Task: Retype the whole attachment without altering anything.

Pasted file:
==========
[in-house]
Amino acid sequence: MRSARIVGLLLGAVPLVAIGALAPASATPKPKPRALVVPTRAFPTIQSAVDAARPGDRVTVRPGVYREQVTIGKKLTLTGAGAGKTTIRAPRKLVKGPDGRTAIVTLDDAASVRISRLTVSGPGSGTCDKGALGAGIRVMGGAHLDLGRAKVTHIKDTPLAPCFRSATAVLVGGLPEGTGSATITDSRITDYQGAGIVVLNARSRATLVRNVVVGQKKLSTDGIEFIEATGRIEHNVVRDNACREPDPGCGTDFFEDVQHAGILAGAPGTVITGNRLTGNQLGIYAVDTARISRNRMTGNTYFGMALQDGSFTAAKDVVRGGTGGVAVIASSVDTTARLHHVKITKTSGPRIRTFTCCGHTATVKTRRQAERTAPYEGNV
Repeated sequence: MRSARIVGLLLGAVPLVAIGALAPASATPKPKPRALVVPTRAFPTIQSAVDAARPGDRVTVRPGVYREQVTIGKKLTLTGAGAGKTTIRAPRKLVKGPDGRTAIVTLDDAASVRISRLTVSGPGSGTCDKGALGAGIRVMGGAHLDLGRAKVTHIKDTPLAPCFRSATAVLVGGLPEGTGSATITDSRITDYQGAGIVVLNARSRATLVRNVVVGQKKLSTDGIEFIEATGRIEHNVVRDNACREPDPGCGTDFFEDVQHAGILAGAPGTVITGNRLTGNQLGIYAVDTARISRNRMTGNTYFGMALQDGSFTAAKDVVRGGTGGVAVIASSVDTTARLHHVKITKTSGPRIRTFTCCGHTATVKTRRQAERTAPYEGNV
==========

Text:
[in-house]
Amino acid sequence: MRSARIVGLLLGAVPLVAIGALAPASATPKPKPRALVVPTRAFPTIQSAVDAARPGDRVTVRPGVYREQVTIGKKLTLTGAGAGKTTIRAPRKLVKGPDGRTAIVTLDDAASVRISRLTVSGPGSGTCDKGALGAGIRVMGGAHLDLGRAKVTHIKDTPLAPCFRSATAVLVGGLPEGTGSATITDSRITDYQGAGIVVLNARSRATLVRNVVVGQKKLSTDGIEFIEATGRIEHNVVRDNACREPDPGCGTDFFEDVQHAGILAGAPGTVITGNRLTGNQLGIYAVDTARISRNRMTGNTYFGMALQDGSFTAAKDVVRGGTGGVAVIASSVDTTARLHHVKITKTSGPRIRTFTCCGHTATVKTRRQAERTAPYEGNV
Repeated sequence: MRSARIVGLLLGAVPLVAIGALAPASATPKPKPRALVVPTRAFPTIQSAVDAARPGDRVTVRPGVYREQVTIGKKLTLTGAGAGKTTIRAPRKLVKGPDGRTAIVTLDDAASVRISRLTVSGPGSGTCDKGALGAGIRVMGGAHLDLGRAKVTHIKDTPLAPCFRSATAVLVGGLPEGTGSATITDSRITDYQGAGIVVLNARSRATLVRNVVVGQKKLSTDGIEFIEATGRIEHNVVRDNACREPDPGCGTDFFEDVQHAGILAGAPGTVITGNRLTGNQLGIYAVDTARISRNRMTGNTYFGMALQDGSFTAAKDVVRGGTGGVAVIASSVDTTARLHHVKITKTSGPRIRTFTCCGHTATVKTRRQAERTAPYEGNV